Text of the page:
Bird of the Week – Snow Goose


The Snow Goose is one of the most abundant waterfowl species in North America, maybe in the world. Oddly, it doesn’t occur in great abundance in Alaska.

Snow Geese, Creamer's Field, Fairbanks

Snow Geese, Creamer’s Field, Fairbanks

(Bonus points for identifying the four other species in this photo.) But they do range west as far as Interior Alaska during spring migration, although not every year.  There are breeding birds in the northeastern corner of Alaska’s Arctic coast, but generally Snow Geese breed in far northern Canada.

Snow Geese have two color morphs – thought to be different species until 1983. The white morph, shown here, is overwhelmingly the more common color phase seen in Alaska. The “blue” morph is more common in the continental flyway.

Snow Geese, Creamer's Field, Fairbanks

Snow Geese, Creamer’s Field, Fairbanks

The white wings with black primaries are very distinctive in flight. Speaking of which, they are nearly as noisy in flight as Canada Geese, but the call is more like baying hounds.

Snow Geese, Delta Agricultural Fields, Delta Junction

Snow Geese, Delta Agricultural Fields, Delta Junction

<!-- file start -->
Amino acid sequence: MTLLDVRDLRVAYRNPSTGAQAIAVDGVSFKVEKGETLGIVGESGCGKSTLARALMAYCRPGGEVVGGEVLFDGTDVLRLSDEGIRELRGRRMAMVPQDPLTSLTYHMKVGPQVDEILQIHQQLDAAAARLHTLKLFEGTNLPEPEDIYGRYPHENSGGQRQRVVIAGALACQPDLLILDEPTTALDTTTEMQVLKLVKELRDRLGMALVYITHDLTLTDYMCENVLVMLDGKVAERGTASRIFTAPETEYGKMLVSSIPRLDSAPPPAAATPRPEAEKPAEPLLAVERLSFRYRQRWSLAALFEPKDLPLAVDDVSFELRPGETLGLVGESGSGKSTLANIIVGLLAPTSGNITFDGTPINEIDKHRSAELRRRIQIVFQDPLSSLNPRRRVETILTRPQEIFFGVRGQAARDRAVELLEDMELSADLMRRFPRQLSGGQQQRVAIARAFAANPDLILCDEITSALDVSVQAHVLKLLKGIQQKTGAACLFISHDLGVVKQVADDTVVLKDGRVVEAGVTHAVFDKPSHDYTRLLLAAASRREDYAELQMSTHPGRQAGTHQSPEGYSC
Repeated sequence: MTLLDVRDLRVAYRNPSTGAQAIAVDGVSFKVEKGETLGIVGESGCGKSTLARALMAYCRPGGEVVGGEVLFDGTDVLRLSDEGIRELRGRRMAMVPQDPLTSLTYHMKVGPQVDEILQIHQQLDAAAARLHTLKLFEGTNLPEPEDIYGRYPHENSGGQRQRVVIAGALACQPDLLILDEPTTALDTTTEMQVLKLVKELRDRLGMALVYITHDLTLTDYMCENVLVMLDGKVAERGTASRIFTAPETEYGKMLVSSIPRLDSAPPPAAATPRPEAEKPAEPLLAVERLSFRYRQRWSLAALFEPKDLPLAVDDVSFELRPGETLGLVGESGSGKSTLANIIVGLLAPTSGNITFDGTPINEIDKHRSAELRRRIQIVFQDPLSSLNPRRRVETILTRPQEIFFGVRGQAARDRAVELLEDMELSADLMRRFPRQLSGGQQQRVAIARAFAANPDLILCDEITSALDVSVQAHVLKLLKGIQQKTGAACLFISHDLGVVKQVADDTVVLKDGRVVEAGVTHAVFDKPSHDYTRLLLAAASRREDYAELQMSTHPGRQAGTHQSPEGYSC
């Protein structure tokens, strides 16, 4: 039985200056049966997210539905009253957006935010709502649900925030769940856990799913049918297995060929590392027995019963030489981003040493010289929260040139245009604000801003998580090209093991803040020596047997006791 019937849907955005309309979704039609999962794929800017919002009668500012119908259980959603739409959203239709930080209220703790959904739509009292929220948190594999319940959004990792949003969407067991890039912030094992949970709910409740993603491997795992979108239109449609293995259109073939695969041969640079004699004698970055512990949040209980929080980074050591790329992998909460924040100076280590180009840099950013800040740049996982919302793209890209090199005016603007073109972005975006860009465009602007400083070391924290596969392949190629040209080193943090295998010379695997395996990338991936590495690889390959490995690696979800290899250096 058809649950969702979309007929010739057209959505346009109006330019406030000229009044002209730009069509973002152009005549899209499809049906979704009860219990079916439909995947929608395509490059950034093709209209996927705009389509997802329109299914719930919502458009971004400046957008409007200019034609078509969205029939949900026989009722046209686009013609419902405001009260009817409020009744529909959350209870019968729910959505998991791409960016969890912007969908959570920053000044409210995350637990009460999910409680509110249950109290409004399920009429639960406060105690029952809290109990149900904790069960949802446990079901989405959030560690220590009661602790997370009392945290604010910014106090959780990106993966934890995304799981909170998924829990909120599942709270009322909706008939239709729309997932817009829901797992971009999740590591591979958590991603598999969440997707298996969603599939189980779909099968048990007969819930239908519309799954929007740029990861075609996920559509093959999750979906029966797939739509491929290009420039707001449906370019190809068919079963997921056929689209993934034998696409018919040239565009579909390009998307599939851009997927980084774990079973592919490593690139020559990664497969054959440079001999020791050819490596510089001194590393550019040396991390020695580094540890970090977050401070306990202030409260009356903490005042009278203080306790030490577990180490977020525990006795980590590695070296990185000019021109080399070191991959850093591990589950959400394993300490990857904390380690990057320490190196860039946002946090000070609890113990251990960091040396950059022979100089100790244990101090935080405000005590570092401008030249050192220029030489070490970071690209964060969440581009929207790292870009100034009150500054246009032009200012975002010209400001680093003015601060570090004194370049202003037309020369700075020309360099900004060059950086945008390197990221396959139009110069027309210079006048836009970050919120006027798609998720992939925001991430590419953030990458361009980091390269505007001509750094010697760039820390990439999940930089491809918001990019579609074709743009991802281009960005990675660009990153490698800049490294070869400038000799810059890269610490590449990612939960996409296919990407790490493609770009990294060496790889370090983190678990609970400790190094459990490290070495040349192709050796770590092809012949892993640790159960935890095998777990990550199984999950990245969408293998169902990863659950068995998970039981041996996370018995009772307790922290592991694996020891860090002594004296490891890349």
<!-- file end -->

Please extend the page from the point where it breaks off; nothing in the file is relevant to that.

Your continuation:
Snow Geese have a habit in common with humans: they tend to destroy the habitat they depend upon for survival. Snow Geese pull up grasses, sedges and other plans, leaving bare mudflats. It’s known as “maladaptive behavior.” Habitat degradation can be so severe that all species not just the Snow Geese, abandon a territory.

WC has seen flocks of tens of thousands of Snow Geese at the Salton Sea in southern California, with the gummy water of the Salton Sea completely covered by noisy, squawking Snow Geese. The great increases in populations are attributed to man’s agricultural development of their winter range, giving the species much greater winter food sources.

For more bird photos, please visit Frozen Feather Images.

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